Ideology

From Victoria 2 Wiki
(Redirected from Liberal)
Jump to navigation Jump to search
The hammer and sickle is the party symbol of the Communists, one of the manyfold political ideologies represented in Victoria 2.

Ideology and political parties are Victoria 2's main tools for conveying the various political views the shifting patterns of political thought and action throughout the Victorian and Progressive periods. The ideology of the player's ruling party and population plays a large role in his breadth of action, determining what kind of political and social reforms his nation can undertake, and which party issues are currently upheld.

Types of Ideologies

There are seven political ideologies in Victoria 2, each of which is expressed in hundreds of individual parties unique to each playable country. These ideologies represent the core of a broader political movement, and as such the player can expect there to be no small degree of variation amongst parties of similar or even identical nominal ideological affiliation. As in reality, the specifics of each country's unique situation influence the stances taken by the parties. Nonetheless, a broad understanding of the ideological headwaters behind these parties is useful for a player to understand.

Conservative.png Conservative

A typical conservative party.

Conservatives value order as a social end. Conservatives are the old guard, the arbiters of the status quo, the defenders of tradition and enemies of change. Conservative parties in the Victorian era were markedly different from today's conception of conservative (at least the Anglo-American conception). Conservatives upheld tradition above all else, being reluctant to enact any reform that would threaten the old ways. This means different things for different societies. In an absolute monarchy, the conservatives are likely more "conservative", defending the crown and its values, likely leaning towards moralism, jingoism, residency, state capitalism, and protectionism. In a more liberal nation like Britain or America, conservatives may simply be defending the way things have always been, or perhaps defending the historic role of the state against new liberal ideas of freedom. Expect these parties to sometimes uphold more liberal principles such as free trade, limited citizenship, pluralism, and even laissez faire.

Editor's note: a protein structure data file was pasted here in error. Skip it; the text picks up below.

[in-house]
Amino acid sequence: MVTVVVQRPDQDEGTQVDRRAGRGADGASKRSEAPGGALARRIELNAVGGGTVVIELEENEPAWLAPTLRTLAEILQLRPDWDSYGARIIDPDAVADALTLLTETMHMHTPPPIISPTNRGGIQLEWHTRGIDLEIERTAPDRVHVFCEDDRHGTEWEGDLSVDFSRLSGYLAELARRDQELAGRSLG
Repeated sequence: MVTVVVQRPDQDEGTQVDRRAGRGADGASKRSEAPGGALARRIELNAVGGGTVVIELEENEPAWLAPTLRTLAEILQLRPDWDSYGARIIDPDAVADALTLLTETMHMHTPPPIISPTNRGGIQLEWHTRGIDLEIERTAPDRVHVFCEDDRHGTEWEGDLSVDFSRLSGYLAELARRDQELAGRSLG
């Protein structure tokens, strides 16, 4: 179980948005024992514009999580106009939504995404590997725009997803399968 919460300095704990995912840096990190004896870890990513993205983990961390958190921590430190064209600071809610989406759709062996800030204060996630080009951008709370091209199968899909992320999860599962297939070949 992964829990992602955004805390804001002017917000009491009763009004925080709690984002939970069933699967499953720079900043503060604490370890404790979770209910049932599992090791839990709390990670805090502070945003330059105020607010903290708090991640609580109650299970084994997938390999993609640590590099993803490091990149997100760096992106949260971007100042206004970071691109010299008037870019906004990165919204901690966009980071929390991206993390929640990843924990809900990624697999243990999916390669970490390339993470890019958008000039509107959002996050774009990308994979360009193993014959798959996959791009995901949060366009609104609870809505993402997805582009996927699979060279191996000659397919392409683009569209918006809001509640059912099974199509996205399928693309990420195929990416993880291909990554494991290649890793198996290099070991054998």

This is ideology most prevalent in the world at the start of the game. Most of the poor strata are conservative-oriented at first, though this usually changes with time. Aristocrats and officers are reliably conservative or reactionary, the more radical cousin of conservatives, detailed below. Other pops may be conservative depending upon their situations, but generally a pop is more conservative when its consciousness is kept low. Conservative is useful because its moderate statism allows a player to exercise some level of control over his country without most of the worst penalties.

The conservative ideology exists from the beginning of the game.

Typical Party Issues

  • Protectionism: Conservatives are prone to protectionism, though this is not a hard and fast rule and there are many free-trade conservative parties.
  • Interventionism: Interventionism is most common amongst conservative parties, though laissez-faire or state capitalism are not out of the question.
  • Moralism: Conservatives are consistently moralistic, though pluralism is also possible.
  • Residency: Residency is the primary conservative opinion, with limited citizenship cropping up occasionally.
  • Pro Military: Pro military is by far the most common stance among conservative parties, though jingoism is also seen. Anti-military is possible but rare.